I recently started a project and want to ensure I use the right finishing
technique. I saw the "Arts and Crafts" finish listed in a recent Popular
Woodworking and it said the complete directions were in the June 2002 issue.
I have all the materials but want to make sure I apply it correctly and
finish it correctly between coats. Can anyone give me some help here? I
have already applied the waterbased anilene dye but it raised the grain
slightly and want to make sure before I apply the warm brown glaze that I
properly finish the wood (fine sand, steel wool ?)
Thanks for your help.
Really enjoy the posts they are full of great ideas.
You should have applied a wash of plain distilled water to the wood before
the dye. This will raise the grain and you sand down nibs etc with 220
sandpaper. You then apply the stain and sand only lightly with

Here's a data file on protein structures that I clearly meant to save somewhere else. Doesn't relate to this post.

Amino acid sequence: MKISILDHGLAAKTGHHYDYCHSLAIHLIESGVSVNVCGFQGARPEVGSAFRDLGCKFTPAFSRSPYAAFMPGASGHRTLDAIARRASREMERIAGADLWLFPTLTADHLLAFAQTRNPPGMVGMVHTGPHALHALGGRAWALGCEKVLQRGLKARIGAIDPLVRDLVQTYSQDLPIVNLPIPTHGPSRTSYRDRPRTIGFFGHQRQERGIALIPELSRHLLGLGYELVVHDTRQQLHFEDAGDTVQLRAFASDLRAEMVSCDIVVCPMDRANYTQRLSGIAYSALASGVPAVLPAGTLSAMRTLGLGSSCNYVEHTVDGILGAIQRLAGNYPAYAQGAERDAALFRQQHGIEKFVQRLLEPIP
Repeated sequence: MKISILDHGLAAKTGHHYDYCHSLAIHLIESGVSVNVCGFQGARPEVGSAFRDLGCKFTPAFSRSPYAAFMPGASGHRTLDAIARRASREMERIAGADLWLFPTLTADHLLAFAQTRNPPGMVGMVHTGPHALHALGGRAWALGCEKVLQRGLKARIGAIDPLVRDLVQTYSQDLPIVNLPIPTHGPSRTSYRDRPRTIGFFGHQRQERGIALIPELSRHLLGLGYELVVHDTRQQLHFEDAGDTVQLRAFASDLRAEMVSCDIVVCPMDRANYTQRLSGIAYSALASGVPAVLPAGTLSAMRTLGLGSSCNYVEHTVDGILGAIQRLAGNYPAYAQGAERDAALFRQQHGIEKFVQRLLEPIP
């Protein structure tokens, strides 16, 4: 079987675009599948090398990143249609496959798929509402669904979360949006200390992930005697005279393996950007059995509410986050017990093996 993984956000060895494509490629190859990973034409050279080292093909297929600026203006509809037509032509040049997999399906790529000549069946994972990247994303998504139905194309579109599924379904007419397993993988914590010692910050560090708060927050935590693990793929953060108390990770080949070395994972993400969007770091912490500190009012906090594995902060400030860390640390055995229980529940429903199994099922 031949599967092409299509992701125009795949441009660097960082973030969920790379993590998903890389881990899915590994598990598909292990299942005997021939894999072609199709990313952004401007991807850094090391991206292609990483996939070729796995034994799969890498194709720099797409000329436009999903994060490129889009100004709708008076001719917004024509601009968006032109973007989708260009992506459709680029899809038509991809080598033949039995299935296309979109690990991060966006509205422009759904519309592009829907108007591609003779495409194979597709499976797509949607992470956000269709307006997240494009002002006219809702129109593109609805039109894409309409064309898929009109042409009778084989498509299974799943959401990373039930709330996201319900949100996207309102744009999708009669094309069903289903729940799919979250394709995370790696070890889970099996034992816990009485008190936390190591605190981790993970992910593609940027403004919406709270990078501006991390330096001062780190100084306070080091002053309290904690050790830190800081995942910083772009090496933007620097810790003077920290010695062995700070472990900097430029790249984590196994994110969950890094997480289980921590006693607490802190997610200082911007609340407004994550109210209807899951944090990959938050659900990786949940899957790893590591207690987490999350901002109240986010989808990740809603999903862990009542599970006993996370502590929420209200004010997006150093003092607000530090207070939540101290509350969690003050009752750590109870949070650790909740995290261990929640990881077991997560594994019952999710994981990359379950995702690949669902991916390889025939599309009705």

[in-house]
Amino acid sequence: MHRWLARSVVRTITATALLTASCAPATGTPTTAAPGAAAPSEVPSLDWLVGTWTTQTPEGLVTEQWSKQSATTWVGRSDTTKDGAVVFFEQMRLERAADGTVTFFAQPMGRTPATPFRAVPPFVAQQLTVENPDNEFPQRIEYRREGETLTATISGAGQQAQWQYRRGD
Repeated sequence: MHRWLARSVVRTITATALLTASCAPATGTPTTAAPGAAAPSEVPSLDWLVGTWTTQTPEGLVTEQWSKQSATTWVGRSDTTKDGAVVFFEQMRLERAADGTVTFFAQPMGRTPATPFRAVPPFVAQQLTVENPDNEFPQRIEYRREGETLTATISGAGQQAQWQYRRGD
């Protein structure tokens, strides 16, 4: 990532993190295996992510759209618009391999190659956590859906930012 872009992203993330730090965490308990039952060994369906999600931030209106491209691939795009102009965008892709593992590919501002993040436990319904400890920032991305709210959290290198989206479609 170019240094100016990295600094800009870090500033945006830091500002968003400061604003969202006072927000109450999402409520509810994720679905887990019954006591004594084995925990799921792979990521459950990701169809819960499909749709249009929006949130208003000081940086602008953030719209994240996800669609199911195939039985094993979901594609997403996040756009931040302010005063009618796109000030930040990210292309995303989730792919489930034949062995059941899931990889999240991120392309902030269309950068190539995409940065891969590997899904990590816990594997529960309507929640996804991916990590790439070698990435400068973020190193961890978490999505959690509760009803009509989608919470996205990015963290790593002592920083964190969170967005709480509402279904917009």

sandpaper...just lightly to remove nibs. You then seal the stain with 1 lb
cut of dewaxed shellac. Now you can apply your glaze. If you don't seal
the stain with the shellac you risk bleeding the stain up into subsequent
Somewhat inexperienced with waterbased dyes. Based on your input I can
complete this. I don't think I am that much trouble as it only raised some
nibs and not the whole grain structure.
Larry's post gives the normal sequence of finishing. However, since you have
already applied the WB stain, how much is the grain raised? I have in the past
just ignored it and continued on, applying a film finish in the end which tends
to level out the surface, By sanding the second last coat of top coat you remove
any remaining fibers resulting from the grain raising. Suggest that whither or
not you try this or you sand it back and start over again you try it first on a
few pieces of scrap prepared in exactly the same way as the piece you are
making. Cheers, JG
No one else mentioned this, so...
If it's an A&C project, there's a good chance you're using oak. The iron
in steel wool can react with the tannin in oak and cause black stains.
Though you're probably safe using it after a base sealer coat has been
applied, I avoid it when dealing with oak; there are plenty of safer
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